US recovery hopes help steady markets in Asia


HONG KONG — Hopes for the U.S. economic recovery on Monday helped soothe Asian markets shaken by the eurozone’s debt crisis and tensions on the Korean peninsula. Tokyo’s Nikkei Index ended the session up 0.86 percent, or 86.43 points, at 10,125.99, with consumer electronic stocks like Sony buoyed by signs of a strong U.S. shopping season and a firmer dollar also providing support. Hong Kong’s Hang Seng index ended up 1.26 percent, or 288.97 points, at 23,166.22, recovering most of the previous week’s losses, with bellwether consumer goods trading firm Li and Fung rising 4.71 percent during the day. Sydney’s S&P/ASX 200 edged up 0.44 percent, or 20.2 points, to 4,618.5. However Shanghai’s Composite Index closed down 0.19 percent, or 5.34 points, at 2,866.36, as concerns persist about Chinese efforts to cool the mainland economy. Seoul’s Kospi index, jarred by last week’s deadly exchange of fire with the North and subsequent angry rhetoric, ended down 0.33 percent, or 6.26 points, at 1,895.54. Japanese traders were more focused on the U.S. outlook however, with signs of a strong shopping season to be followed on Friday by U.S. jobs data that analysts say will indicate a firmer U.S. recovery. Kenichi Hirano, operating officer at Tachibana Securities, said market players were “starting to see U.S. spending rise as a result of ‘savings fatigue,’” although it was too early to say whether strong U.S. consumption would persist through next year. However worries remained about the eurozone and the international bailout of Ireland, as analysts warn of further questions around other economies in the euro area. The euro touched a fresh two-month low in Tokyo trade, even as Bank of France governor Christian Noyer, speaking in Tokyo, said he had “no doubt” that the 85 billion euro bailout agreed by the European Union and International Monetary Fund would be successful. “The package has been clearly designed by the IMF and the EU and you can rely on the multi-decade experience of the IMF to put in place plans which are totally credible,” Noyer told reporters.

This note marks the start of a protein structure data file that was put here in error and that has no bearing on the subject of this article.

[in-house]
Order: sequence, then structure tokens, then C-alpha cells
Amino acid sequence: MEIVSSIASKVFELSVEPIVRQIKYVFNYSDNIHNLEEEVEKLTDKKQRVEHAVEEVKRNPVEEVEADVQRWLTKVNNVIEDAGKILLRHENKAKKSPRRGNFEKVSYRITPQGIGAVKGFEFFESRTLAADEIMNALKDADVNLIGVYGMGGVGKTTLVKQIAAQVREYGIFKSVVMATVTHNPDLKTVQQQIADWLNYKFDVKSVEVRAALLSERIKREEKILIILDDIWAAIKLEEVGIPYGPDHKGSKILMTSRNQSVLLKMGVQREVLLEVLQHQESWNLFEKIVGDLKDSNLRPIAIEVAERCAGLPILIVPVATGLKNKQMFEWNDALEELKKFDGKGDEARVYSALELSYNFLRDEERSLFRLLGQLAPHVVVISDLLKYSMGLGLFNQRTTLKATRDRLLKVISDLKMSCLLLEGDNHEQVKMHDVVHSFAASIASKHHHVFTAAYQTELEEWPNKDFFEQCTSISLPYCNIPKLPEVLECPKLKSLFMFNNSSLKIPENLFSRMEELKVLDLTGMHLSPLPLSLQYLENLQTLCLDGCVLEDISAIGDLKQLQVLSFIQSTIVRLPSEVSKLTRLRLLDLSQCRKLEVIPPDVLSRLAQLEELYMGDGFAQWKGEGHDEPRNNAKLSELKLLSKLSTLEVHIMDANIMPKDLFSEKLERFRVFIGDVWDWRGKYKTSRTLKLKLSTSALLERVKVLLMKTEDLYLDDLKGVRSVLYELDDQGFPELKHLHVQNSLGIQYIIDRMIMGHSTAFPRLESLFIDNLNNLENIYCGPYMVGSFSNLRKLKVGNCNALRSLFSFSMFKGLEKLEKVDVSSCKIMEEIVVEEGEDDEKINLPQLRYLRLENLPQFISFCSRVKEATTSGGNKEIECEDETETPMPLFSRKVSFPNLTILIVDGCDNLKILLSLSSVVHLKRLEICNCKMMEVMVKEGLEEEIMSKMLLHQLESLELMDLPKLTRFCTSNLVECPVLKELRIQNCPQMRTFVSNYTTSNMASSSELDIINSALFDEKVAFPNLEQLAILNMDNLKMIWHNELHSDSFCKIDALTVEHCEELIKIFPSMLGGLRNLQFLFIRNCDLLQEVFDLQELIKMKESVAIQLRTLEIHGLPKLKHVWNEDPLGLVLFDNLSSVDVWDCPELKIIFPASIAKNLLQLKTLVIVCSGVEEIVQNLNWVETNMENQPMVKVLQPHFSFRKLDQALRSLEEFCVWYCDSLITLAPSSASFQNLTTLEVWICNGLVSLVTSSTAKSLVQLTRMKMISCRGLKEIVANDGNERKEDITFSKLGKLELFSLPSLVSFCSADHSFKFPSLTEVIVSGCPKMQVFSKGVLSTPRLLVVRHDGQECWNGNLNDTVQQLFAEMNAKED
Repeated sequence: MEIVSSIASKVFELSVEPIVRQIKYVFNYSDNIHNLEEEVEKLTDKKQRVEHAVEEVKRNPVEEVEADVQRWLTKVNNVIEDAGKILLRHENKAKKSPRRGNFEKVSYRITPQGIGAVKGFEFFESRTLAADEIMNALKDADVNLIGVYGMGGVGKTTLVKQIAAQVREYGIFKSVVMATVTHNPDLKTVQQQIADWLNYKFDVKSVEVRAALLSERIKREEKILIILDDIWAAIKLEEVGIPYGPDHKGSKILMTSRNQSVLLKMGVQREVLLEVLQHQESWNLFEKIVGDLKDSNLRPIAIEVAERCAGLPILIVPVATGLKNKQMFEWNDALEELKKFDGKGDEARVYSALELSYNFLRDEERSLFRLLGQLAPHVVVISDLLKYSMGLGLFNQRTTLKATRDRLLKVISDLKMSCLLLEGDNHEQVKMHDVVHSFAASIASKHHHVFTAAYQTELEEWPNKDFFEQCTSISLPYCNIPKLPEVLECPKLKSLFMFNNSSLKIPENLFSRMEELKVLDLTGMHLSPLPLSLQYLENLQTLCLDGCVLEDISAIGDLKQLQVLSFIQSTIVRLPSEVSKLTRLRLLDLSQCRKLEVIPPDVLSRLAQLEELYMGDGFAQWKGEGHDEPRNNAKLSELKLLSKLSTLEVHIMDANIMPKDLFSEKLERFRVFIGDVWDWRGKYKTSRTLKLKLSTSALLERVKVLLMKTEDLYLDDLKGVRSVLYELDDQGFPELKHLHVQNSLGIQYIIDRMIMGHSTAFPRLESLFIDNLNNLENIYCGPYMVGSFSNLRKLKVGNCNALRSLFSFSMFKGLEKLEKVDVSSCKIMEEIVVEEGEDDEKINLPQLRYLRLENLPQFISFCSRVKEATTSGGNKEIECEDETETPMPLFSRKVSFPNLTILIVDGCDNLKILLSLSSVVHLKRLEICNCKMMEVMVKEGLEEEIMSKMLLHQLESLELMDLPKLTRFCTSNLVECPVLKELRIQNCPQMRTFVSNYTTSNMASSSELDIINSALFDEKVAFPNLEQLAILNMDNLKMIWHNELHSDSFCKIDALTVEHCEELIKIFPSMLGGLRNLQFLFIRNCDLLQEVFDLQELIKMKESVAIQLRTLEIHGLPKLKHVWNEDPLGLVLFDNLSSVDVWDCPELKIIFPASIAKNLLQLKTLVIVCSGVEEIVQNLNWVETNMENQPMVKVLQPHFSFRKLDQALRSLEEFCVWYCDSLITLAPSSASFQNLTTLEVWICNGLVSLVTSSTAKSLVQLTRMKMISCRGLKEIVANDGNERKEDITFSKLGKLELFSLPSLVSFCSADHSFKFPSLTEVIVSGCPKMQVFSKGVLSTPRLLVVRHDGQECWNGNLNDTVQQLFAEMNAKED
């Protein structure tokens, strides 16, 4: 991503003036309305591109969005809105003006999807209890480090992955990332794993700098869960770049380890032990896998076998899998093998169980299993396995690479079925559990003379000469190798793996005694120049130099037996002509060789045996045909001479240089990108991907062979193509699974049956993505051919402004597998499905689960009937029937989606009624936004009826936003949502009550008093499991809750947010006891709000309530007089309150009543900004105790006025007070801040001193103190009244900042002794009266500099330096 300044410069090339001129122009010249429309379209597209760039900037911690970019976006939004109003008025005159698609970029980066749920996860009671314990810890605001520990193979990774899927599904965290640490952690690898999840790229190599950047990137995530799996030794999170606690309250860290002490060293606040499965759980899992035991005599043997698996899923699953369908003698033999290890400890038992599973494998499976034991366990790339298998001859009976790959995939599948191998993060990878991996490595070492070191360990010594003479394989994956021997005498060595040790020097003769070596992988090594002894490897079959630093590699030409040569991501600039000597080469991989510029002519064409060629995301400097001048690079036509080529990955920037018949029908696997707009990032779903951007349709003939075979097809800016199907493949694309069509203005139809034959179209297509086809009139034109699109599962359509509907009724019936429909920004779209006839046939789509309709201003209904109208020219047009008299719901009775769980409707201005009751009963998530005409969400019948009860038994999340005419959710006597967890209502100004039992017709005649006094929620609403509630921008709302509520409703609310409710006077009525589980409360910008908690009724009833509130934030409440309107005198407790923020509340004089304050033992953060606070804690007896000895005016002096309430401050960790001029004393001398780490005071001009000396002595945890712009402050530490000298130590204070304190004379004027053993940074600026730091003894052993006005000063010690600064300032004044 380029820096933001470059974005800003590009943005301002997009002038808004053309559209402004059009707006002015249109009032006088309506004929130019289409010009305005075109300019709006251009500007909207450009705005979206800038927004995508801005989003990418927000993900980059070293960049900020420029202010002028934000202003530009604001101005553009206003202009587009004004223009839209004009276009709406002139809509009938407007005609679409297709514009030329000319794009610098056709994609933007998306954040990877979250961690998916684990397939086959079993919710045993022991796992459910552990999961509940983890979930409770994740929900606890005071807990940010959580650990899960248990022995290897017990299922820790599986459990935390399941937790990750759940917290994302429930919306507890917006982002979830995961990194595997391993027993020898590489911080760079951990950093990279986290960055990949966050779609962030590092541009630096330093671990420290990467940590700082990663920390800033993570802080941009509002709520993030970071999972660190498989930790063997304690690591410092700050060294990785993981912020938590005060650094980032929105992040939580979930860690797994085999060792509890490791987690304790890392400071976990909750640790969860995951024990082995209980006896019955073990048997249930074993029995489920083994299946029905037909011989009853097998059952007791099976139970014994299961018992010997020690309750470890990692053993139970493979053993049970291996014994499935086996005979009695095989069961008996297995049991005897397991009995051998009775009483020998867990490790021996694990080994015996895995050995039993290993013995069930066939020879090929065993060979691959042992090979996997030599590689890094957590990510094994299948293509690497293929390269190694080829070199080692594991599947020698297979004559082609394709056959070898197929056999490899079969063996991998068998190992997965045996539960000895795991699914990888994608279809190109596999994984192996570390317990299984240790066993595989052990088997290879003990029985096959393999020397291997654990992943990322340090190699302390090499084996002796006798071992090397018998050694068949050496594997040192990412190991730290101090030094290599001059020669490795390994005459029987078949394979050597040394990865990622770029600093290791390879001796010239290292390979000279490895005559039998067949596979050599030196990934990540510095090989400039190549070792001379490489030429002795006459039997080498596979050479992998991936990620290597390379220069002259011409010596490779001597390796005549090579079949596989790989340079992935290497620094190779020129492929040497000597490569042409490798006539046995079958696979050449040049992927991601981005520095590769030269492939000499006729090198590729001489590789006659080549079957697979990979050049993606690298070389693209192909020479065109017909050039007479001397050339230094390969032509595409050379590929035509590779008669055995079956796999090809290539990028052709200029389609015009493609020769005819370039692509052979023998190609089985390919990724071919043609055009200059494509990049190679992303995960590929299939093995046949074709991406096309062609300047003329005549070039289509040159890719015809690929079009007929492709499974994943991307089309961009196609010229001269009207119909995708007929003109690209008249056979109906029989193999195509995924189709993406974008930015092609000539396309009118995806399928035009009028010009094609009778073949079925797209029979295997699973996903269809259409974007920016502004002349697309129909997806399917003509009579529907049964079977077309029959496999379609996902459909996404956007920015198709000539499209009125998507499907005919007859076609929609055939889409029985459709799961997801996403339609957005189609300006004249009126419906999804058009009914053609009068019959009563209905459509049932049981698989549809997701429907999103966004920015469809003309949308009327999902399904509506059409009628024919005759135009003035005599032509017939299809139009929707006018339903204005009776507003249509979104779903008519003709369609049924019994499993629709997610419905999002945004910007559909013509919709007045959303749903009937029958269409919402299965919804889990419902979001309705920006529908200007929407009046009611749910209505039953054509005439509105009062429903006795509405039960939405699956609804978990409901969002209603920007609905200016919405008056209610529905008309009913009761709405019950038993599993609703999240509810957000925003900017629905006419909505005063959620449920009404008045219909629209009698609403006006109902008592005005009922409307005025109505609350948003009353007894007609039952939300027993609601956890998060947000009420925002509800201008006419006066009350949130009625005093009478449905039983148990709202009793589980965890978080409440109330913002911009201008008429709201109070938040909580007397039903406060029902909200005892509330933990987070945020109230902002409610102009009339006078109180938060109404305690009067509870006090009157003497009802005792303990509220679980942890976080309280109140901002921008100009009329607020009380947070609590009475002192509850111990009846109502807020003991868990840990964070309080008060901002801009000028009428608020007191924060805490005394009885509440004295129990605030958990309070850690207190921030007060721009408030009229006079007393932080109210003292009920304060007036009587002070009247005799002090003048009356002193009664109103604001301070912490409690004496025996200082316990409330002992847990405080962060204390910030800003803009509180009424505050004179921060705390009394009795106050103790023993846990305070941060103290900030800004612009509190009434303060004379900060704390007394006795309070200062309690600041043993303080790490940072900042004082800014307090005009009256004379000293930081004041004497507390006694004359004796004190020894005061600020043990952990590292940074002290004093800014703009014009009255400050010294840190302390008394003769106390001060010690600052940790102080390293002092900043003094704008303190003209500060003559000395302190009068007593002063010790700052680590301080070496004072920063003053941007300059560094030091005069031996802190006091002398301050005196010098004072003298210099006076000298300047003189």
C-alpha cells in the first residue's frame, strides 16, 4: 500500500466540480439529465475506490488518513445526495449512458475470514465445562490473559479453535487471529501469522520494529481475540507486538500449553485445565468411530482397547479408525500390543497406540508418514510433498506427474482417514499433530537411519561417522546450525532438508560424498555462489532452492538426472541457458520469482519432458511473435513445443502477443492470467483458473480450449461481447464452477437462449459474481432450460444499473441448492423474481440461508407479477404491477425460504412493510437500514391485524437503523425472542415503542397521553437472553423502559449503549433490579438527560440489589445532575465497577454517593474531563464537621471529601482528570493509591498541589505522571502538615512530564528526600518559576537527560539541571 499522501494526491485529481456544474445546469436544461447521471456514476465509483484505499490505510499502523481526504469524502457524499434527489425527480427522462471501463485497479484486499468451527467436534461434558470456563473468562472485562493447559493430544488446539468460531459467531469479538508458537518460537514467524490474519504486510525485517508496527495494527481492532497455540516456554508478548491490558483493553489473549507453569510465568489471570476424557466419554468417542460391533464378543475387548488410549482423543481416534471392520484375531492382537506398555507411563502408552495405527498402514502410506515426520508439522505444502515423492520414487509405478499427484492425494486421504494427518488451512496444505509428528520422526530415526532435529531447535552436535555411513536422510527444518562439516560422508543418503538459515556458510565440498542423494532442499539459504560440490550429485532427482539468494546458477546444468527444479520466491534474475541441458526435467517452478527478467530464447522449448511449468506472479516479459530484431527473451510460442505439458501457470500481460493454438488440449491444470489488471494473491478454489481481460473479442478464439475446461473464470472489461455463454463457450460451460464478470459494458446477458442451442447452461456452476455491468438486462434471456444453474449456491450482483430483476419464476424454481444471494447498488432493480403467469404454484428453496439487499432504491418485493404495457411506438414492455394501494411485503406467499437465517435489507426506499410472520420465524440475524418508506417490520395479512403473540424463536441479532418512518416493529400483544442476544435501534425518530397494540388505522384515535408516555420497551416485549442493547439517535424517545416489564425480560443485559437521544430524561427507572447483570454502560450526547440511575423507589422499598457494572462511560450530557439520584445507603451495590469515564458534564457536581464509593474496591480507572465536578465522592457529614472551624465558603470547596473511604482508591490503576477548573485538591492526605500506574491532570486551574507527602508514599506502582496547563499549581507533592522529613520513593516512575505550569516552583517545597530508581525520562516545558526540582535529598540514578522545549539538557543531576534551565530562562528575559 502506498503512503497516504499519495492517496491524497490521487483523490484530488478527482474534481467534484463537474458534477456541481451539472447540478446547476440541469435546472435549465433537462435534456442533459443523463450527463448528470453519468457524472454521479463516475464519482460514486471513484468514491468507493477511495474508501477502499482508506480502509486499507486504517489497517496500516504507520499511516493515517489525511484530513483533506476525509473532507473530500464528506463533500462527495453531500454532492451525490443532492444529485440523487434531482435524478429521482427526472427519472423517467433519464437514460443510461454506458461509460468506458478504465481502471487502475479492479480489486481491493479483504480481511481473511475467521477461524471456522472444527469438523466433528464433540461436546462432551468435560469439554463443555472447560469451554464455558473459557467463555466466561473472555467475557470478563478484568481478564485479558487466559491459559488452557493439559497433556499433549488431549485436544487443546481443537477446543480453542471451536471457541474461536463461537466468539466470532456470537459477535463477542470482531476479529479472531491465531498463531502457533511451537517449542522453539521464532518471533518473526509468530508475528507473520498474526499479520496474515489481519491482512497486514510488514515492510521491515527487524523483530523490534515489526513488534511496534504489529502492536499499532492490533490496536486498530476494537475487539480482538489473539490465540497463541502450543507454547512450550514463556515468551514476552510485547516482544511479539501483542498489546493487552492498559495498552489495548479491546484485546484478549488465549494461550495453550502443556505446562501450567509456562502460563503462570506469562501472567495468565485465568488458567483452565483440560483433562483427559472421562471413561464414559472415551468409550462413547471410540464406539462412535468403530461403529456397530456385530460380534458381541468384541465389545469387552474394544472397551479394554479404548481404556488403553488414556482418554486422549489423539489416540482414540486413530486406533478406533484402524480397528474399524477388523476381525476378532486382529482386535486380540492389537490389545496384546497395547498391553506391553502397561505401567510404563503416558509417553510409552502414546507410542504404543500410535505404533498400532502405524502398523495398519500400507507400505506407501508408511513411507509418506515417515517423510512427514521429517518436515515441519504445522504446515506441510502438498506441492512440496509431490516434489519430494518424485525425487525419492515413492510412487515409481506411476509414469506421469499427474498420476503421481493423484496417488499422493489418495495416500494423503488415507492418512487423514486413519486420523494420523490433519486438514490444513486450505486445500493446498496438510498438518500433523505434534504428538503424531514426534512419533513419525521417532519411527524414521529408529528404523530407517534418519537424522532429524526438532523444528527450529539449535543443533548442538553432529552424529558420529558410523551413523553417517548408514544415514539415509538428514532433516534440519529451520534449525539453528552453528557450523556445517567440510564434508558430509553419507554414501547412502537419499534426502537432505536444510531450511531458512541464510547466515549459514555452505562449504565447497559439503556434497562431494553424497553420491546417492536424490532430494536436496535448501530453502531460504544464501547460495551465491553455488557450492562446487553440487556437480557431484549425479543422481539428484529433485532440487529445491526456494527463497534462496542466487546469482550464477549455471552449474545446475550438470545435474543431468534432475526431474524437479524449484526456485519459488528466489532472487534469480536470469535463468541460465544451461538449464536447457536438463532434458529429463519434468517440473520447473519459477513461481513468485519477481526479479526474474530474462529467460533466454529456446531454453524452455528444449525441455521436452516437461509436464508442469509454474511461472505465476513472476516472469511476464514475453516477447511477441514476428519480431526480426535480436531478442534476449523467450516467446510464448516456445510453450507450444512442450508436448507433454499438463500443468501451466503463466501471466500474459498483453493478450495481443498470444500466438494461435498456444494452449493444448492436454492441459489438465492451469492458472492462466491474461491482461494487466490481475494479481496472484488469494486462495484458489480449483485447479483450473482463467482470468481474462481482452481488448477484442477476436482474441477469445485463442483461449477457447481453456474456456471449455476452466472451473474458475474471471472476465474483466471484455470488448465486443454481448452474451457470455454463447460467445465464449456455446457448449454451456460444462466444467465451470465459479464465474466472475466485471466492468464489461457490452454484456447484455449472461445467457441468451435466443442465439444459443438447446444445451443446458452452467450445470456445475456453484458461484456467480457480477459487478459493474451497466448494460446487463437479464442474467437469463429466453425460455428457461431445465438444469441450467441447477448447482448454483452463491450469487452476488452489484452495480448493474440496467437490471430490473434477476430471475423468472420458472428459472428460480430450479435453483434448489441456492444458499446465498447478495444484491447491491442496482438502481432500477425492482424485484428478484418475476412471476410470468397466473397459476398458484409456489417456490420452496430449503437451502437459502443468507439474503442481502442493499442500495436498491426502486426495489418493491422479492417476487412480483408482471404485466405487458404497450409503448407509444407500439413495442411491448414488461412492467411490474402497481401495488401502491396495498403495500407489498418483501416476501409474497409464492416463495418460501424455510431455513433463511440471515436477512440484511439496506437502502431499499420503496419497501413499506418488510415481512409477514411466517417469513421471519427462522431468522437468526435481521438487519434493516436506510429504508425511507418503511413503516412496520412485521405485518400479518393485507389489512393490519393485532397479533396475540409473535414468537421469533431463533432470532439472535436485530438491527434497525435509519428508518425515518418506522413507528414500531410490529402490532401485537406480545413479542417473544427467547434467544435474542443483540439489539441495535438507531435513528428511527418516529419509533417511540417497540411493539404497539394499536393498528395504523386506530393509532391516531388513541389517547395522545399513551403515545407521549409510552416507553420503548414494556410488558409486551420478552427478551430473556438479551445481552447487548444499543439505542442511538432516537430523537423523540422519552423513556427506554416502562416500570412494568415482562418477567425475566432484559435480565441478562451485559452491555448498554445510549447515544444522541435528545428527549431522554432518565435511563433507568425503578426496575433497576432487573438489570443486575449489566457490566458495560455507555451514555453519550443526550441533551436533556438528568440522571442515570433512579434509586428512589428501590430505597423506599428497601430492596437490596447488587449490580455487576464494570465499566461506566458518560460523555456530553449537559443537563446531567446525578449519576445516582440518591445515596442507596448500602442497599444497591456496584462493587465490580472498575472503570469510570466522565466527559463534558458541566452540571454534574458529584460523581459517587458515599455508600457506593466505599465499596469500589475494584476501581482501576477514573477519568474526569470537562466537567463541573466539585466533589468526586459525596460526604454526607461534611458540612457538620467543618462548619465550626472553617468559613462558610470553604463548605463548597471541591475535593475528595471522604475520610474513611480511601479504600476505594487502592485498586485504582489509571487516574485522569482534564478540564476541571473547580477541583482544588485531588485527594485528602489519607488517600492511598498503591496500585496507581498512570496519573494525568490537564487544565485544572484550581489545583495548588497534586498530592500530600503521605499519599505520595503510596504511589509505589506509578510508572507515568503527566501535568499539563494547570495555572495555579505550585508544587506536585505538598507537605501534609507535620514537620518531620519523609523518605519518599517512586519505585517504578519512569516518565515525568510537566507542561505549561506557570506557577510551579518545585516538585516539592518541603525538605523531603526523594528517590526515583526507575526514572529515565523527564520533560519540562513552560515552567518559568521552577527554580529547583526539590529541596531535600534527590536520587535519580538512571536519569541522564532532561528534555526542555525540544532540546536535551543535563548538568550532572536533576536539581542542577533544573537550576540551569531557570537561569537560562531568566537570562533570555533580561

However Barclays Capital strategist David Forrester was less optimistic, telling Dow Jones Newswires: “We think that rallies will remain limited in the euro and expect concerns about the other peripheral euro-area countries to continue to weigh further on the euro.” In Shanghai, Zhang Yuheng at Capital Securities said mainland China investors were likely to remain on the sidelines until an annual Central Economic Work Conference expected in early December. “Sentiment remains cautious as more signs have indicated that further tightening of China’s monetary policy is likely,” said Zhang. Wall Street ended a rollercoaster week on a low Friday. The Dow Jones Industrial Average fell one percent for the week, while the S&P 500 was down 0.7 percent as the news was dominated by Ireland’s 85 billion euro bailout from the European Union and International Monetary Fund.

Gold closed at US$1,366.00-US$1,367.00 an ounce in Hong Kong, unchanged from Friday’s close. In other markets:

— Taipei rose 0.66 percent, or 55.02 points, to 8,367.17 after local elections in which the ruling Kuomintang won three of the five mayoral posts up for grabs Saturday. — Wellington rose 0.19 percent, or 6.14 points, to 3,270.38. — Manila was closed for a public holiday. — Jakarta fell 0.33 percent, or 11.86 points, to 3,630.63.

— Singapore’s Straits Times Index closed flat at 3,158.21. — Kuala Lumpur rose 0.26 percent, or 3.90 points, to 1,495.95. — Bangkok rose 1.74 percent, or 17.29 points, to 1,009.00. — Mumbai closed 1.38 percent, or 263.66 points, higher at 19,400.27.